It's unclear how much of the BHB ketone is in Keto Ultra Diet supplements, however. Plus, as the experts at Precision Nutrition point out, almost no human studies have been conducted using ketogenic supplements such as Keto Ultra Diet, meaning there's no real confirmation that the claims made by the product are true.
"Supplements are not as regulated as prescription or over-the-counter drugs," Raymond explains. She notes that supplements are not required to go through clinical trials to evaluate their efficacy and side effects, and their claims also do not require approval from the U.S. Food and Drug Administration.
Read more: The Advantages and Disadvantages of Ketosis
Plus, Keto Ultra Diet's marketing materials suggest that users boost the supplement's effectiveness by following a diet that consists primarily of fat, with a meal ratio of 75 percent fat, 25 percent protein and 5 percent carbohydrates. Essentially, the supplement suggests you follow a diet that puts your body into ketosis, but it's unclear whether and how the supplement "boosts" the effect of that diet.
Is Keto Diet Ultra Safe?
The verdict is still out when it comes to the safety of Keto Diet Ultra, since not enough research has been done in this area. A September 2014 paper published in the Journal of Lipid Research suggests that exogenus ketone supplements are generally considered to be a safe and effective way to increase ketone body concentrations — after all, your body naturally produces BHB when you enter a dietary-induced state of ketosis — but the long-term effects are still unknown.
However, it's important to keep in mind that ketosis is not recommended for everyone. The Academy of Nutrition and Dietetics notes that those with liver conditions, thyroid problems, a history of eating disorders (or active eating disorders), pancreatic disease, gallbladder disease or a missing gallbladder are not good candidates for a keto diet. If you have any of these conditions, you should consult with your doctor before taking Keto Diet Ultra or any similar supplement.
Possible Side Effects
Beta hydroxybutyrate is bound to minerals in your body that include the electrolytes potassium, calcium, magnesium and sodium. Electrolytes are important for hydration and balancing your body's pH levels, but they also drive muscle function and nerve impulses. An electrolyte imbalance could cause side effects such as cramping or muscle weakness.
If you notice side effects such as dehydration, weakness or fatigue while taking Keto Diet Ultra, you may be experiencing a disruption in your electrolyte balance. Drink plenty of water and see your doctor if your symptoms are severe.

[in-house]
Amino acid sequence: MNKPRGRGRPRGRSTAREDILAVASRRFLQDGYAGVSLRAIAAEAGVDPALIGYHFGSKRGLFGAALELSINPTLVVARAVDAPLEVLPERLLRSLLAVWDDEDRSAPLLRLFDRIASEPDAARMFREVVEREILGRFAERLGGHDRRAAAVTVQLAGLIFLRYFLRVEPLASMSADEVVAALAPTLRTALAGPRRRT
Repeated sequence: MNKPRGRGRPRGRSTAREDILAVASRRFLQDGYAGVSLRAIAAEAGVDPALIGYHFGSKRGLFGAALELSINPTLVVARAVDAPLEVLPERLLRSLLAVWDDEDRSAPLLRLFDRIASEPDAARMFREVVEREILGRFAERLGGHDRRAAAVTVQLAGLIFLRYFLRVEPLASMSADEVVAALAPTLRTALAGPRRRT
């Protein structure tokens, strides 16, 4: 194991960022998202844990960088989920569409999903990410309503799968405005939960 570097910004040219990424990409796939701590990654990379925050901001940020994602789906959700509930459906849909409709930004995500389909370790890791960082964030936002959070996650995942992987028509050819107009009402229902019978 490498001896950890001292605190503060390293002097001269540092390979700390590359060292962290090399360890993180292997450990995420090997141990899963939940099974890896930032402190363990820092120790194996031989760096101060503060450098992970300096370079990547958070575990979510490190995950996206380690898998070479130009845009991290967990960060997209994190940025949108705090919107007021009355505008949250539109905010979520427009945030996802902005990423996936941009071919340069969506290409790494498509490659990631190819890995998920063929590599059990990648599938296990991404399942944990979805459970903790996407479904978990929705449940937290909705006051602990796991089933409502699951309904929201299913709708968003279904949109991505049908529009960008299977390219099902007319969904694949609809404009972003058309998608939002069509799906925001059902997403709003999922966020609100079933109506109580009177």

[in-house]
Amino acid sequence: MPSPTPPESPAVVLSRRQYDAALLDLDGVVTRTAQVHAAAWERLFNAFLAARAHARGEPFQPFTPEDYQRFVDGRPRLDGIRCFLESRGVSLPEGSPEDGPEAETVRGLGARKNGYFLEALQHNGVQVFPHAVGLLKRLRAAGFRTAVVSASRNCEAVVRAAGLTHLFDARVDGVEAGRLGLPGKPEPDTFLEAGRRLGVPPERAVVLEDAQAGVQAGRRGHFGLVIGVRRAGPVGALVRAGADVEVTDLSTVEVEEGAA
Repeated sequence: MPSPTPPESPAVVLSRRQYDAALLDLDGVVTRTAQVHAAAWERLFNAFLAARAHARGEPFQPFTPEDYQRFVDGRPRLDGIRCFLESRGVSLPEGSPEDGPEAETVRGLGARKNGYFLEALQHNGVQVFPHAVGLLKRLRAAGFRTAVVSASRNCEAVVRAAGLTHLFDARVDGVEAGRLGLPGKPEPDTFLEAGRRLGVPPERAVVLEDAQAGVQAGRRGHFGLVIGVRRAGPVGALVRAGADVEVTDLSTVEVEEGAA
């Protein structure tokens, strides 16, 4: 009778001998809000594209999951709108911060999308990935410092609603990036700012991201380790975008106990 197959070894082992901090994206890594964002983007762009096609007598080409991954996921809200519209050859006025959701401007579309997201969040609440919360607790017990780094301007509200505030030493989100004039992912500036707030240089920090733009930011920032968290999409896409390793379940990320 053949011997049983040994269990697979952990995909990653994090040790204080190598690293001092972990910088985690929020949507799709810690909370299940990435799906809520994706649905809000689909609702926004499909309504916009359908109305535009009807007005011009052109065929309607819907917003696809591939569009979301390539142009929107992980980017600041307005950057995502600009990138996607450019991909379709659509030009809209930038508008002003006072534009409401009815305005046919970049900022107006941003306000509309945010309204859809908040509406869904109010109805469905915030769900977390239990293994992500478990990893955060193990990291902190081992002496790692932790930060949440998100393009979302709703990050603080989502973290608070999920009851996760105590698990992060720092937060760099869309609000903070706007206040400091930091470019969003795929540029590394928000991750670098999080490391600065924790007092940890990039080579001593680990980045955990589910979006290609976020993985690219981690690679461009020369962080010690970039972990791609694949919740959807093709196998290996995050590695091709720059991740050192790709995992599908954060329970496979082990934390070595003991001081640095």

Also keep in mind that a ketogenic diet with or without Keto Diet Ultra supplementation has potential health concerns. In the first few weeks of this change in eating, you may notice flu-like symptoms that include headache, fatigue, dizzy spells and/or nausea. These symptoms may be caused by the changes your body's metabolic system undergoes to switch to ketone production.
Constipation is also a common problem on a ketogenic diet. The Academy of Nutrition and Dietetics point out that a keto diet tends to deprive your body of whole grains, fruits and vegetables, all of which contain fiber to help keep you regular.
Long-term concerns for those on the keto diet include kidney stones and a deficiency of vitamins and minerals, including vitamin A, C, K and folate, due to the limitations the diet places on certain healthy foods.
- Reports Healthcare: Keto Ultra Diet Review – Warning Truth Revealed
- Contra Healthscam: Keto Ultra Diet (PureFit Keto) is a SCAM! (Honest Review)
- PureFit Keto: Official Site
- Men's Health: 7 Celebrities that Swear By the Keto Diet
- Eat Right: What is the Ketogenic Diet
- Precision Nutrition: The Ketogenic Diet
- International Journal of Environmental and Public Health: Ketogenic Diet for Obesity: Friend or Foe?
- Nutrition and Metabolism: Effects of exogenous ketone supplementation on blood ketone, glucose, triglyceride, and lipoprotein levels in Sprague–Dawley rats
- Recommended Dietary Allowances: Electrolytes
- Journal of Lipid Research: "Ketone body therapy: from the ketogenic diet to the oral administration of ketone ester."